Ruschelle: Alexandrea, welcome to the Horror Tree, where you will find all sorts of fruit, nuts and meat sacks hanging for you to snack on. Watch out for the disgustingly bloody ones. They’re not quite ripe yet. It’s great to have you here. You have a fantastic selection of books out there for your newfound fans to feast from. Many take place in your hometown of New Orleans which has seen more than its fair share of destruction from hurricanes, Ida being the most recent. At the penning of these questions, there are still swaths of Louisiana that are still without electricity and are digging out of Ida’s wrath. Has the devastating weather played a part in inspiring your books? Horrors can beget horrors.

Alexandrea: Honestly, the response in the aftermath has been fantastic compared to what we went through with Katrina. Then we had weeks without running water, power, gasoline, or food. It was a nightmare and very horror worthy. We’ve been fortunate this time. I got my power back in six days. A big THANK YOU to the line men and women who came to restore our electricity. They are a godsend!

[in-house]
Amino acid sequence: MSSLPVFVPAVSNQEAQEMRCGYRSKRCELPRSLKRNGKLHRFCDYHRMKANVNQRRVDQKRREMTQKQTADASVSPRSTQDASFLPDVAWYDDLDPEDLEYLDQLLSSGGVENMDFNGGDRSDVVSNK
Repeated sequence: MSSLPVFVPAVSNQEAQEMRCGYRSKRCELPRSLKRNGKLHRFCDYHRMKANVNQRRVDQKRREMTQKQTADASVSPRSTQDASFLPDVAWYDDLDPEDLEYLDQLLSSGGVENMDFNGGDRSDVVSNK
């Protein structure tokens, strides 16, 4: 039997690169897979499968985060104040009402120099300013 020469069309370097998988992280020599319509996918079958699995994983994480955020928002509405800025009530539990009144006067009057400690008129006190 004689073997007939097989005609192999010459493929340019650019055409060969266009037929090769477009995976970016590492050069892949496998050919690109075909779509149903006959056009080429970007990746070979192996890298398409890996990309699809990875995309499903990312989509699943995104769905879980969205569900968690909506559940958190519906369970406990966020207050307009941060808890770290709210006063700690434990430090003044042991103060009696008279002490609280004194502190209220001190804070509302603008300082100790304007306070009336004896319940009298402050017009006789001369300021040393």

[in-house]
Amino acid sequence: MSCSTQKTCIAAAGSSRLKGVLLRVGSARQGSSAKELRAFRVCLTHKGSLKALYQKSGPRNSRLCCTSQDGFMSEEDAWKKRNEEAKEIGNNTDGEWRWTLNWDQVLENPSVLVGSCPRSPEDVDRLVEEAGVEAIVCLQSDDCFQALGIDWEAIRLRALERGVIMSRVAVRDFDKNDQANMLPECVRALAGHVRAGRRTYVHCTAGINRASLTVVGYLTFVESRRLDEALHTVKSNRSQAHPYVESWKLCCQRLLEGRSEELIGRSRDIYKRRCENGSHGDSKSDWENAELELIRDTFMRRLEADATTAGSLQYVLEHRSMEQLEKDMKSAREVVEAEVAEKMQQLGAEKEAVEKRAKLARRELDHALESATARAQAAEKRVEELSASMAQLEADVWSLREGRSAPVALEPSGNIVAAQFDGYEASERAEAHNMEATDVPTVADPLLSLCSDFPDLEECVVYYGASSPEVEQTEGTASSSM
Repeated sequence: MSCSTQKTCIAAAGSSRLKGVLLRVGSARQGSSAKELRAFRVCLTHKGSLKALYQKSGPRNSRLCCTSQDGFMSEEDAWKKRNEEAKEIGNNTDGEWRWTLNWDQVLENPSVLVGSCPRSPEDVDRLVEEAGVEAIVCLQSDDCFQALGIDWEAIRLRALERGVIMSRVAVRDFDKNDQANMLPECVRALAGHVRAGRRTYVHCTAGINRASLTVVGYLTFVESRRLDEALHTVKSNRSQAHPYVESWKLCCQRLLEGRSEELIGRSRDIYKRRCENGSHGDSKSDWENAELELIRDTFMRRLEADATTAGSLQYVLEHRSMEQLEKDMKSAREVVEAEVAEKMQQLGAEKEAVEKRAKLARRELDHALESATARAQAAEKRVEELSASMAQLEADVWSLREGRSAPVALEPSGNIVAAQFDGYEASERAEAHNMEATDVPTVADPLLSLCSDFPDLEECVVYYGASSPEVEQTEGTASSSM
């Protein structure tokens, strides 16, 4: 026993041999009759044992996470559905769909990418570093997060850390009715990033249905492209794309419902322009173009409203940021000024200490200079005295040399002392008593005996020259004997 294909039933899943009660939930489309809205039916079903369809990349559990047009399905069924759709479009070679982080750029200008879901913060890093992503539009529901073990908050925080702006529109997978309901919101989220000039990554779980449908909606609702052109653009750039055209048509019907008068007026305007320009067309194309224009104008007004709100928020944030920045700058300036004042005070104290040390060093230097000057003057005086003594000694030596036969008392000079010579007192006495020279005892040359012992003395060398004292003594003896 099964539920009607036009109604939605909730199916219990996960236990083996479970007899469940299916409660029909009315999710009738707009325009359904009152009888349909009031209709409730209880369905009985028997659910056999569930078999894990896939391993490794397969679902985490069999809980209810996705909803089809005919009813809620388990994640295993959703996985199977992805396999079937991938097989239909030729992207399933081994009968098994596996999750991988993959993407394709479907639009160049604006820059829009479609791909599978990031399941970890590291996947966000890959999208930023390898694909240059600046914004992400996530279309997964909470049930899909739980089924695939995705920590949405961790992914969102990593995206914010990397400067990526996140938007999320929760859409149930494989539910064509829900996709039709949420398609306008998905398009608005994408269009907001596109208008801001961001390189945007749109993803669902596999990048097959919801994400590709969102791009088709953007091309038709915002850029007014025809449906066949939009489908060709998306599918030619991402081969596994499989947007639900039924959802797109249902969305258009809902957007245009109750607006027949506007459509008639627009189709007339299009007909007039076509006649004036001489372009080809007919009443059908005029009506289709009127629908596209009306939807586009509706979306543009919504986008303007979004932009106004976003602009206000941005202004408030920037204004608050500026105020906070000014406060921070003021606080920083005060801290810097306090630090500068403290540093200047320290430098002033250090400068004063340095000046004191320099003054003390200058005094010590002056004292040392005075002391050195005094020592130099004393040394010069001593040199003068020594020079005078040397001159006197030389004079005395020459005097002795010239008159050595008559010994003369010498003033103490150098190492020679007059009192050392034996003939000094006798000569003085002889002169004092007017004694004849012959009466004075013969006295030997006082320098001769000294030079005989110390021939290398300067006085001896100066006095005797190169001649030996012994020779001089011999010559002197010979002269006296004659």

Ruschelle: New Orleans has such a rich history. What are some aspects of NOLA that you must include when writing your stories? Conversely, are there nibblets that you find trite or just flat out wrong that you refuse to put in black and white? (I liked the word nibblets. I am also hungry for corn right now…)
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Interview: Tais Teng, A Modern Renaissance Man

Tais Teng, A Modern Renaissance Man

By Angelique Fawns

 

Tais Teng is a Dutch writer and prolific creator in several languages and mediums. Not only does he write fantasy fiction, science fiction, hardboiled detective mysteries, and children’s books; but he also illustrates, sculpts, paints, and works as a writing coach. Born Thijs van Ebbenhorst Tengbergen, he found this name a tad long to put on the cover of books (and for English readers to pronounce) so he chose Tais Teng as a pen name.  With more than 100 published books and 200 plus short stories, I was fascinated to learn about the multi-faceted career of this talented (and comedic) creator. Spoiler alert. Did you know he created the Ziltpunk movement? Read on to learn more.